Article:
For most games it is a good idea to restrict what people can do. In Evennia such restrictions are applied and checked by something called locks. All Evennia entities (Commands, Objects, Scripts, Players, Help System, messages and channels) are accessed through locks.
A lock can be thought of as an “access rule” restricting a particular use of an Evennia entity. Whenever another entity wants that kind of access the lock will analyze that entity in different ways to determine if access should be granted or not. Evennia implements a “lockdown” philosophy - all entities are inaccessible unless you explicitly define a lock that allows some or full access.
Let’s take an example: An object has a lock on itself that restricts how
people may “delete” that object. Apart from knowing that it restricts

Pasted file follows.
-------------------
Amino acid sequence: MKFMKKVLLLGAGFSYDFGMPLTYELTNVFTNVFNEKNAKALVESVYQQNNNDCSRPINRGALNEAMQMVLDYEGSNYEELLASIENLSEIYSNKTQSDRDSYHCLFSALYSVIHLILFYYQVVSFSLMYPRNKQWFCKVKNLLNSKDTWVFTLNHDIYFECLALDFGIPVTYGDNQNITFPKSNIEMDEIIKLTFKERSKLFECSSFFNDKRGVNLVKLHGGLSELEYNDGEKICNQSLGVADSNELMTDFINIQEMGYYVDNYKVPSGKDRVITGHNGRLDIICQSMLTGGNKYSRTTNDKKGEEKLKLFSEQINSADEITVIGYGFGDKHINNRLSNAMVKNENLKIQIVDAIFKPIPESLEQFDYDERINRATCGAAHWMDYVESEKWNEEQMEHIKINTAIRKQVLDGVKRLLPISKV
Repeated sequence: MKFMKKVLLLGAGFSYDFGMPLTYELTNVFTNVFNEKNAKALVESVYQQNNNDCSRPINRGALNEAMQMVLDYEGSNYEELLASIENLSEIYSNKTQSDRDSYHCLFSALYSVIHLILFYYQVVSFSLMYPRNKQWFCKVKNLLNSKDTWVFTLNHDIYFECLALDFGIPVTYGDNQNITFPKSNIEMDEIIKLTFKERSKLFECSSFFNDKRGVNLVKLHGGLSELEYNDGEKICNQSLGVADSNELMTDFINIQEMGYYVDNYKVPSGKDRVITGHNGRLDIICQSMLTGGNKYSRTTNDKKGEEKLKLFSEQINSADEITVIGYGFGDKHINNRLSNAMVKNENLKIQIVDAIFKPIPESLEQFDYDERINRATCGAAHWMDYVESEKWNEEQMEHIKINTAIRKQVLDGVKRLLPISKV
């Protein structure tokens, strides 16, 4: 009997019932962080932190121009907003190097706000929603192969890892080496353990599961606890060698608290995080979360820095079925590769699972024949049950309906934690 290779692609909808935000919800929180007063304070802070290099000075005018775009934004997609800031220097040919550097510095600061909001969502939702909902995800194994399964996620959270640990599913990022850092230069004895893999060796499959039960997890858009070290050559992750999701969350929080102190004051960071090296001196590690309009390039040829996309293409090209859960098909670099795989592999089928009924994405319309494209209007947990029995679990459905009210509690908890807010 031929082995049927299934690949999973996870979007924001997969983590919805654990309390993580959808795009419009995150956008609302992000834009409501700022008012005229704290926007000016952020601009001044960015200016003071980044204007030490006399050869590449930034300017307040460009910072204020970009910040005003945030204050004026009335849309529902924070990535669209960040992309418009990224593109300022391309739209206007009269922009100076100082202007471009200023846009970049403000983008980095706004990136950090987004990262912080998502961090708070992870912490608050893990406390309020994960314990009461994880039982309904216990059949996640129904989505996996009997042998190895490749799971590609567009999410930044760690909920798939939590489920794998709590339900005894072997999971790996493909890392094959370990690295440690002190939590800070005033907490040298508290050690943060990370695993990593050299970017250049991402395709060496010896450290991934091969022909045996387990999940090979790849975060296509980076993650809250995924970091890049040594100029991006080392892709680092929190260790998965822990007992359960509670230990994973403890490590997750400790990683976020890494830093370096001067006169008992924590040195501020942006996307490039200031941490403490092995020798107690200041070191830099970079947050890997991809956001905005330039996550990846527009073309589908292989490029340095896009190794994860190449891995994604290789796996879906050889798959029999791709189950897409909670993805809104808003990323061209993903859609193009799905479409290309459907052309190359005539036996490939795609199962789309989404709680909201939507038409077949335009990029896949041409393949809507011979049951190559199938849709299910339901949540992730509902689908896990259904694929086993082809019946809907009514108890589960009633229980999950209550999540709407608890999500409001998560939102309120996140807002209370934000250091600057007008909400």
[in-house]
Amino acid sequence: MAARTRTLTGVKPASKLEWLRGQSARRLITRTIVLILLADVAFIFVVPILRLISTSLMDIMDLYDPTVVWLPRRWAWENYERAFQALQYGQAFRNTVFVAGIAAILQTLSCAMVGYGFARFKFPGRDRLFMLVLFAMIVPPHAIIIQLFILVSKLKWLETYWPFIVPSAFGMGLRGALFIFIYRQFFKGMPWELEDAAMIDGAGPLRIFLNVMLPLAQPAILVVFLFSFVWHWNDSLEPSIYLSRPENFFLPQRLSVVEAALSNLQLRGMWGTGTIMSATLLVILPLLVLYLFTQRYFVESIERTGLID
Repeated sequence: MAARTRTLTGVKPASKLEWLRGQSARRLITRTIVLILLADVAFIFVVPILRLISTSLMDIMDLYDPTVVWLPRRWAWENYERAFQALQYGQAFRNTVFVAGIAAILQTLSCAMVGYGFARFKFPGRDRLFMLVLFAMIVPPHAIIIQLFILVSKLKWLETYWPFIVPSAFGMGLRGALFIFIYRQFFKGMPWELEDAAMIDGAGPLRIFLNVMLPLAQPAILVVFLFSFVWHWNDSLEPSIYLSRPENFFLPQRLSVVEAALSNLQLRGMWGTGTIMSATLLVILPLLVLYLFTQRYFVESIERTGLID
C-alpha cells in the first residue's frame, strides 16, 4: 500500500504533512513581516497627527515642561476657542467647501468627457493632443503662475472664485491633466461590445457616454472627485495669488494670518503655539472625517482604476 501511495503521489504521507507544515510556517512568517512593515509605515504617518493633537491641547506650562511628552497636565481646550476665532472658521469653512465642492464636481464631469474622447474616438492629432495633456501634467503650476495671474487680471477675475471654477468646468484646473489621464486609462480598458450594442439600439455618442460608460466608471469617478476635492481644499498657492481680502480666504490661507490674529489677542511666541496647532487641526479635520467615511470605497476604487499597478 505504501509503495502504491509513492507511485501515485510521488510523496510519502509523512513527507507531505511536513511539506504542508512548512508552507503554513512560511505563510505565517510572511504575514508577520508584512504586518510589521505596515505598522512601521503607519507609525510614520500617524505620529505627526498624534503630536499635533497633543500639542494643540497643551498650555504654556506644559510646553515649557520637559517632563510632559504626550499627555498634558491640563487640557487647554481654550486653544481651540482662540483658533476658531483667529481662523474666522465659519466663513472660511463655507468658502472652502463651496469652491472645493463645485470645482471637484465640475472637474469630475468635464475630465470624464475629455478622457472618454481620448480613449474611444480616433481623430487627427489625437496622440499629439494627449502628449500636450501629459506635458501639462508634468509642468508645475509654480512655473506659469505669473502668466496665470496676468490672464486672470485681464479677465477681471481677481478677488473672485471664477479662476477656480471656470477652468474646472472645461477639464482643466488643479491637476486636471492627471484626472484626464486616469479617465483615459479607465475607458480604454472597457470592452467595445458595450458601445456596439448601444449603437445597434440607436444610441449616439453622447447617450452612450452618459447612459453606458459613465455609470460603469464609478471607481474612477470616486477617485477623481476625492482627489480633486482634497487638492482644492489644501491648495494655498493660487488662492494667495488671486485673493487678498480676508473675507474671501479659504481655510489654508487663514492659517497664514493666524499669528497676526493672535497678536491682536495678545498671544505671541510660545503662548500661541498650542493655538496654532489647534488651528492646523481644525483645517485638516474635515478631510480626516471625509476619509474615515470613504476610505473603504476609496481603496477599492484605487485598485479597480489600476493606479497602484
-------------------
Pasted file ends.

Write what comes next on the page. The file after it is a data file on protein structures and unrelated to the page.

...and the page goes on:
deletion, the lock also knows that only players with the specific ID of,
34 are allowed to delete it. So whenever a player tries to run
@delete on the object, the
@delete command makes sure to check
if this player is really allowed to do so. It calls the lock, which in
turn checks if the player’s id is
34. Only then will it allow
@delete to go on with its job.
Setting and checking a lock¶
The in-game command for setting locks on objects is
> @lock obj = <lockstring>
<lockstring> is a string of a certain form that defines the
behaviour of the lock. We will go into more detail on how
<lockstring> should look in the next section.
Code-wise, Evennia handles locks through what is usually called
locks on all relevant entities. This is a handler that allows you to
add, delete and check locks.
One can call
locks.check() to perform a lock check, but to hide the